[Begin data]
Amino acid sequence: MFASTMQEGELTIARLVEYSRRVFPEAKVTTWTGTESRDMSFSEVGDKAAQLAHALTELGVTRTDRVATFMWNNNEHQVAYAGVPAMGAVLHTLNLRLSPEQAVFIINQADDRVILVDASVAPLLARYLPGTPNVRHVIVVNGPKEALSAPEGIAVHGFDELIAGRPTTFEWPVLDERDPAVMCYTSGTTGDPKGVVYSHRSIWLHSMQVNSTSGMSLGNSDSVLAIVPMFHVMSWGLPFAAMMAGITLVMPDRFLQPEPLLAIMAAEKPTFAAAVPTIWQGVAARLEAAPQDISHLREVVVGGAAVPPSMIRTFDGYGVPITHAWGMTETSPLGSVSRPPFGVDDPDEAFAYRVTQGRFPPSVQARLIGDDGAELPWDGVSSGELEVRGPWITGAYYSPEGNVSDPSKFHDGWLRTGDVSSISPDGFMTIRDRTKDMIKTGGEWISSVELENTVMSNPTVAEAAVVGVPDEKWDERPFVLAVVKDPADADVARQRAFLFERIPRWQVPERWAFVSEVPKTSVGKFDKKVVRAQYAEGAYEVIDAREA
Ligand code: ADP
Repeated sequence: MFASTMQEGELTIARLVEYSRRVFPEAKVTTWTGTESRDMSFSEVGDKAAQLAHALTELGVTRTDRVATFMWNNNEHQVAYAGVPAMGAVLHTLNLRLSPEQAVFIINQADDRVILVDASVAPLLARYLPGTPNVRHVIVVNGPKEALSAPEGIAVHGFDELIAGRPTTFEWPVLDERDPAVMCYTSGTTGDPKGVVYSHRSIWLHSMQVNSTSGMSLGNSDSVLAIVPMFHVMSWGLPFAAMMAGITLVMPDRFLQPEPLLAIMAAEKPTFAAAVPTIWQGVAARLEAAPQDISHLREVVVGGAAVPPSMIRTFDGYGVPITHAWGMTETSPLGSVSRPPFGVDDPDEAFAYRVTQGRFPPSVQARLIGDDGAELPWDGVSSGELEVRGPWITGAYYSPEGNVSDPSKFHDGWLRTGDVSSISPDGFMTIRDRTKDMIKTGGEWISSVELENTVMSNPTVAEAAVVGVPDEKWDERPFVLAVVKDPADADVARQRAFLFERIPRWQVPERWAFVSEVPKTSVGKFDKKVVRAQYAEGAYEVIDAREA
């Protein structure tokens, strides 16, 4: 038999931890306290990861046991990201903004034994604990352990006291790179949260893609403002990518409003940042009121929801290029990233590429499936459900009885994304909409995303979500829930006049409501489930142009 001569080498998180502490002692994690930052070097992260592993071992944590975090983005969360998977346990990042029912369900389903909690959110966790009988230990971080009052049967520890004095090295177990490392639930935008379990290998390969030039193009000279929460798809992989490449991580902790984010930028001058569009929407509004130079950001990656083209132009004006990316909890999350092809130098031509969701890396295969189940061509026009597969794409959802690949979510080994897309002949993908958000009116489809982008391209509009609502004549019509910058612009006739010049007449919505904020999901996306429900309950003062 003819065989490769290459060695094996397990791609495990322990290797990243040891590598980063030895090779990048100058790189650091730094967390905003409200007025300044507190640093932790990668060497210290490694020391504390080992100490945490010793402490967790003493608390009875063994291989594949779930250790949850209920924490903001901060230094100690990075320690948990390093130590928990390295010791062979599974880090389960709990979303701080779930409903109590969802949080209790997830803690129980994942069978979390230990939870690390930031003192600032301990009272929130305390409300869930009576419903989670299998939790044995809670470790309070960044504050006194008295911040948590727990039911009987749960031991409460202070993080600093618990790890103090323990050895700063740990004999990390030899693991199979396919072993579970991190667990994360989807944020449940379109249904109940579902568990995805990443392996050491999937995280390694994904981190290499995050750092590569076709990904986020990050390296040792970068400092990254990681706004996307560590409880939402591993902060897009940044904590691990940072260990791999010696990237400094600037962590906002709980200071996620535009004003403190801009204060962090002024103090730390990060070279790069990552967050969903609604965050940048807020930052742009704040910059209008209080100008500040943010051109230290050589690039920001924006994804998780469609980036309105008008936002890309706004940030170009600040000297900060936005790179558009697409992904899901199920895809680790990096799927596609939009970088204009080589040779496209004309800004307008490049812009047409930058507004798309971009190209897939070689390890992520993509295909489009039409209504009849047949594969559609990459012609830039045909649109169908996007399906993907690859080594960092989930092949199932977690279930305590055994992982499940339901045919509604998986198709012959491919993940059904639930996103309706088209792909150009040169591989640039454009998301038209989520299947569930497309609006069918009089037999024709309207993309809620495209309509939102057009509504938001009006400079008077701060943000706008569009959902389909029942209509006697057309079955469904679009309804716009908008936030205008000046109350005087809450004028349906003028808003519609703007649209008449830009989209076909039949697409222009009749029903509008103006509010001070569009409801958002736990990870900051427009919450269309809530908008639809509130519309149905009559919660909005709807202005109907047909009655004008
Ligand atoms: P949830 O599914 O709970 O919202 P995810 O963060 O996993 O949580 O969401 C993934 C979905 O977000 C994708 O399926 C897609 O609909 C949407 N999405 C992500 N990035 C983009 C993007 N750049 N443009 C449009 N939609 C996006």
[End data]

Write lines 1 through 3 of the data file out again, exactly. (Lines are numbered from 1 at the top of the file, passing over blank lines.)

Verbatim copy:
Amino acid sequence: MFASTMQEGELTIARLVEYSRRVFPEAKVTTWTGTESRDMSFSEVGDKAAQLAHALTELGVTRTDRVATFMWNNNEHQVAYAGVPAMGAVLHTLNLRLSPEQAVFIINQADDRVILVDASVAPLLARYLPGTPNVRHVIVVNGPKEALSAPEGIAVHGFDELIAGRPTTFEWPVLDERDPAVMCYTSGTTGDPKGVVYSHRSIWLHSMQVNSTSGMSLGNSDSVLAIVPMFHVMSWGLPFAAMMAGITLVMPDRFLQPEPLLAIMAAEKPTFAAAVPTIWQGVAARLEAAPQDISHLREVVVGGAAVPPSMIRTFDGYGVPITHAWGMTETSPLGSVSRPPFGVDDPDEAFAYRVTQGRFPPSVQARLIGDDGAELPWDGVSSGELEVRGPWITGAYYSPEGNVSDPSKFHDGWLRTGDVSSISPDGFMTIRDRTKDMIKTGGEWISSVELENTVMSNPTVAEAAVVGVPDEKWDERPFVLAVVKDPADADVARQRAFLFERIPRWQVPERWAFVSEVPKTSVGKFDKKVVRAQYAEGAYEVIDAREA
Ligand code: ADP
Repeated sequence: MFASTMQEGELTIARLVEYSRRVFPEAKVTTWTGTESRDMSFSEVGDKAAQLAHALTELGVTRTDRVATFMWNNNEHQVAYAGVPAMGAVLHTLNLRLSPEQAVFIINQADDRVILVDASVAPLLARYLPGTPNVRHVIVVNGPKEALSAPEGIAVHGFDELIAGRPTTFEWPVLDERDPAVMCYTSGTTGDPKGVVYSHRSIWLHSMQVNSTSGMSLGNSDSVLAIVPMFHVMSWGLPFAAMMAGITLVMPDRFLQPEPLLAIMAAEKPTFAAAVPTIWQGVAARLEAAPQDISHLREVVVGGAAVPPSMIRTFDGYGVPITHAWGMTETSPLGSVSRPPFGVDDPDEAFAYRVTQGRFPPSVQARLIGDDGAELPWDGVSSGELEVRGPWITGAYYSPEGNVSDPSKFHDGWLRTGDVSSISPDGFMTIRDRTKDMIKTGGEWISSVELENTVMSNPTVAEAAVVGVPDEKWDERPFVLAVVKDPADADVARQRAFLFERIPRWQVPERWAFVSEVPKTSVGKFDKKVVRAQYAEGAYEVIDAREA